For psychology lecturer Aoife McLouglin, 30, getting around by taxis is also relatively affordable. She said: "It is easily a third of the price compared to my country, Ireland."

Dutch expatriate Emile Leus, 43, simply takes advantage of the weather here. The owner of TVworkshop Asia, an events company, said: "I cycle everywhere I go and it's great."

Eating hawker food, shopping at wet markets and taking public transport instead of owning a car. Expatriates share how they juggle their finances in Singapore compared to home.
Posted by The Straits Times on Saturday, March 26, 2016

The EIU has named Singapore the most expensive place in the world to get a car because of its certificate of entitlement system and, for some expats used to driving, this takes some getting used to.

Said Dutchman Charlie van Eeden: "I used to drive a BMW but it's just too expensive here. Now, I'm paying $1,400 for a rental Hyundai. For the same price, I could probably rent a BMW 5 Series in Amsterdam."

If not for his two young children, aged three and five, the 39-year-old head of Asia at a creative agency added that he would rely on public transport or cabs to get around instead.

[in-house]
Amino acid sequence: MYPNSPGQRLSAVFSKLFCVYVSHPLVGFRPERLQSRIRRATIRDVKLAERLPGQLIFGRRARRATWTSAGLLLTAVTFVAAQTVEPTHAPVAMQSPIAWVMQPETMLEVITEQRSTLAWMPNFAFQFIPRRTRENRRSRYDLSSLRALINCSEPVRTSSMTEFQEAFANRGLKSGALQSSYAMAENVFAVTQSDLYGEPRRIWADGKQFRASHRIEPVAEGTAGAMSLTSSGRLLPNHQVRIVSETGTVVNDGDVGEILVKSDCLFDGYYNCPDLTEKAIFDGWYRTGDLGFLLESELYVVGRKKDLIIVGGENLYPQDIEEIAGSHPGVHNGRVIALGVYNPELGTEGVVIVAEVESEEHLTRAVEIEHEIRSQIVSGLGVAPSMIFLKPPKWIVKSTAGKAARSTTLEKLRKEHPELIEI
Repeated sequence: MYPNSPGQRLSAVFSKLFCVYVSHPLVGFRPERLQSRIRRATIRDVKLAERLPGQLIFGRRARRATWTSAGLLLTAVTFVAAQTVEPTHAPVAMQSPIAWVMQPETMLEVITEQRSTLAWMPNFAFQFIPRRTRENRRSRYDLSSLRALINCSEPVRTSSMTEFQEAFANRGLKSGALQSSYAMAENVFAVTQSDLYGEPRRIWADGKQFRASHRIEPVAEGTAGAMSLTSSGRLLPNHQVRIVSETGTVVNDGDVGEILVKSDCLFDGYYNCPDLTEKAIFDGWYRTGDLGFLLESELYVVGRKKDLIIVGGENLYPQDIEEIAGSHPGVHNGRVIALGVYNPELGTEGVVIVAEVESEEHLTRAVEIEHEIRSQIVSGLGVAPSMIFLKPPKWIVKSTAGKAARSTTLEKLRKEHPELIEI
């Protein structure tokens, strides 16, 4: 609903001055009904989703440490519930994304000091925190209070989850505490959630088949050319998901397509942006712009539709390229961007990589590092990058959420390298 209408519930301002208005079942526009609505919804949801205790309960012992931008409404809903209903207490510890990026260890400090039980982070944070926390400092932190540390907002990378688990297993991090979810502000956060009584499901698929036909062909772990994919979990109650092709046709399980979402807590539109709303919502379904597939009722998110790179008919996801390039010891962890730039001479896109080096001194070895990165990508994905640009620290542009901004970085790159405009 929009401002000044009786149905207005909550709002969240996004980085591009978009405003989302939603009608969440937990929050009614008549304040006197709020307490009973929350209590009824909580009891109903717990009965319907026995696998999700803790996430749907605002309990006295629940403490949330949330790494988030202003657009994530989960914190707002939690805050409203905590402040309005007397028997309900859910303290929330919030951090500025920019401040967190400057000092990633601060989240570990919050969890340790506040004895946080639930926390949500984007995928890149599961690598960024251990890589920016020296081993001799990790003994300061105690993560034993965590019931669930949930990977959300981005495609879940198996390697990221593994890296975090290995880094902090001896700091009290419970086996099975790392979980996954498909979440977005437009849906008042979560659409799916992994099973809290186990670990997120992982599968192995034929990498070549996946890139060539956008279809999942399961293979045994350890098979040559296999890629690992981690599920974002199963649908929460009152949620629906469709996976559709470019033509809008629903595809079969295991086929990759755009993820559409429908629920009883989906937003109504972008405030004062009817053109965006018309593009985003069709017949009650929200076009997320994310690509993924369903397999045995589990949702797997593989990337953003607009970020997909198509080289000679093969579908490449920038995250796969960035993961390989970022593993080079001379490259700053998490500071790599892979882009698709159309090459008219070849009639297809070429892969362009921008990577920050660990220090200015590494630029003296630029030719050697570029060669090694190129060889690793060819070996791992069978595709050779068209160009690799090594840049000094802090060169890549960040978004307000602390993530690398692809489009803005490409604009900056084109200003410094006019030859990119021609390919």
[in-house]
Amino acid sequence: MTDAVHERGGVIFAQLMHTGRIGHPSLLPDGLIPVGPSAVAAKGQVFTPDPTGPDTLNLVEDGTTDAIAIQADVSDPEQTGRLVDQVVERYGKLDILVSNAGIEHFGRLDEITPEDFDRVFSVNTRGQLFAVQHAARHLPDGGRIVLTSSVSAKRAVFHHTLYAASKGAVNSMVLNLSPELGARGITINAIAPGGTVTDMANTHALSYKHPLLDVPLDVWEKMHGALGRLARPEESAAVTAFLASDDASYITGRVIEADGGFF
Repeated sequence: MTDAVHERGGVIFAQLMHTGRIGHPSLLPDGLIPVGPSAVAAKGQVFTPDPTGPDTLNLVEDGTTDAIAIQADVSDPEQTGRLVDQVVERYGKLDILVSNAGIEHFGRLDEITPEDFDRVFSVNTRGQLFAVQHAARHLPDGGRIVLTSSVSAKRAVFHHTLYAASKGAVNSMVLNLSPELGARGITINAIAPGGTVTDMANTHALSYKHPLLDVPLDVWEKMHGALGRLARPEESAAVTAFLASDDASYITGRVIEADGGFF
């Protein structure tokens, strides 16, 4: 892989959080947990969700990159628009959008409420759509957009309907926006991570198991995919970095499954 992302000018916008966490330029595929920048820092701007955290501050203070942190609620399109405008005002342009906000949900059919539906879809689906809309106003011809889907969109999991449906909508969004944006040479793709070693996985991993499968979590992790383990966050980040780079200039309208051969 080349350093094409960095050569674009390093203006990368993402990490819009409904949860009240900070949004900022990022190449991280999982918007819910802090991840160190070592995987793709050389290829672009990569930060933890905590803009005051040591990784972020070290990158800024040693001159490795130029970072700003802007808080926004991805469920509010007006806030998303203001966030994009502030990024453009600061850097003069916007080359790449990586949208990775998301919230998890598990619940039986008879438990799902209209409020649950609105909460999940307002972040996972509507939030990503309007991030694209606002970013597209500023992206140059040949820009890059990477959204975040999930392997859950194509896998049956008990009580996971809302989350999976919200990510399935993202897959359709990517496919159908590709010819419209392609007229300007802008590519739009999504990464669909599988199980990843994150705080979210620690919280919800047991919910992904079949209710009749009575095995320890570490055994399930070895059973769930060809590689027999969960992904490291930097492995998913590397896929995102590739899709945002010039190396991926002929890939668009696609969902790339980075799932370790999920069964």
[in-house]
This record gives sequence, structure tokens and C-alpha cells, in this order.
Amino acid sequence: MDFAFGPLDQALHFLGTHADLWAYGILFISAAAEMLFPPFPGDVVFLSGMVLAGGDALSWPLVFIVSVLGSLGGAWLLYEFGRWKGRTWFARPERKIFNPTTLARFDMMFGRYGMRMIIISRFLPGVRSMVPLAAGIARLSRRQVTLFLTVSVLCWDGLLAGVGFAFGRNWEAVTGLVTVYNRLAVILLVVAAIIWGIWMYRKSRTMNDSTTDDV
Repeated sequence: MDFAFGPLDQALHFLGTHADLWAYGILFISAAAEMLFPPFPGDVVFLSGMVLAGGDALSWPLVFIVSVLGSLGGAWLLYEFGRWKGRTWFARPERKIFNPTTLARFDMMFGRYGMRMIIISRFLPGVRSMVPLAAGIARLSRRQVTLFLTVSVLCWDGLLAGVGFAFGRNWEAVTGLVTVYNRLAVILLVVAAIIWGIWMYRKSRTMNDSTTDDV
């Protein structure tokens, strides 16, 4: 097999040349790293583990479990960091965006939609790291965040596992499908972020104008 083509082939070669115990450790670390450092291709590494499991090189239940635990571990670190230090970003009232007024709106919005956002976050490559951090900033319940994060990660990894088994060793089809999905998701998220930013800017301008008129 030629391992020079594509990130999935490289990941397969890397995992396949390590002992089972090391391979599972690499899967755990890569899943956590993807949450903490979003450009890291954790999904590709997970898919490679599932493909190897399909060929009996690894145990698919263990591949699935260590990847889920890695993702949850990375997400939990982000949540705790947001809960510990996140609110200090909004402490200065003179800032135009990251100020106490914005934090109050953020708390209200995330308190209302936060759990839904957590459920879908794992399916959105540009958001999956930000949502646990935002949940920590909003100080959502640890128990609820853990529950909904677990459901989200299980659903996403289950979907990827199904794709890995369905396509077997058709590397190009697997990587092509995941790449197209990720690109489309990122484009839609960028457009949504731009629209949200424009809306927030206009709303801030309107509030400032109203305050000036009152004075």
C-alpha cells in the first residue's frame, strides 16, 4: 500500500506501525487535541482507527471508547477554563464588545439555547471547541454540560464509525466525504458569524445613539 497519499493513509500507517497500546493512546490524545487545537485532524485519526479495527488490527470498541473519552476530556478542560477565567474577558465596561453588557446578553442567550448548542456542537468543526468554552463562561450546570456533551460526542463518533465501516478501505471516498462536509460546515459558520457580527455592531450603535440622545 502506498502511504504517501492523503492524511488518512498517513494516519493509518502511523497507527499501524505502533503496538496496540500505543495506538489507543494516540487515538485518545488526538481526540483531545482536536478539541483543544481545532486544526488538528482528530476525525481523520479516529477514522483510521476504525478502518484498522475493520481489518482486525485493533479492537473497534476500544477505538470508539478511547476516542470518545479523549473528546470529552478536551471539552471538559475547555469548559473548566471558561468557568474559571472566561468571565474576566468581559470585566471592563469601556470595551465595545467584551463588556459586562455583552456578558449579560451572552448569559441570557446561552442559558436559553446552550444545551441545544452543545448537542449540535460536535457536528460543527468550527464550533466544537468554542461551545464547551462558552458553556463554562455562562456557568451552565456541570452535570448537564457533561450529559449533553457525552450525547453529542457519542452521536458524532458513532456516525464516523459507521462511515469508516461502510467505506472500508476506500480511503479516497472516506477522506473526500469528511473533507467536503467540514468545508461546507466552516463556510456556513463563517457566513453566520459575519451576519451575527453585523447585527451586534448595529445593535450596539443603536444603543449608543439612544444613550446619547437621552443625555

Rental rates here also require adjusting expectations.

Instead of paying $6,000 a month to rent a new condominium unit in Novena, Mr Galeotti chose to live in a nearby 10-year-old condominium instead, paying almost half the price in rent. He said: "I don't mind that it is an old condominium. It still has great facilities."

Experts caution against reading too much into the EIU survey.

Dr Yvonne McNulty, who specialises in expatriation and global mobility research, said it is aimed at a niche group of highly paid foreigners on "expatriate" contracts, which tend to offer housing and car allowances, and that these expats hope to replicate how they live back home here.

The associate lecturer at RMIT University Singapore and founder of Expat Research added: "The survey does not consider 'localised' expats, who are here on local terms, even though we're seeing more of them now."

Private school fees remain a bugbear. Frenchman Eric Balanca, 50, is here on a local contract with his wife, 18-year-old son and toddler.

His son studies at the French School of Singapore, costing him about $25,000 annually. "It's definitely a high price because in France, education is free.

"There are local schools, but it's difficult to get in and I would prefer my son to attend the French school," he said.

Expatriates also find ways to get around the high costs of certain goods in Singapore.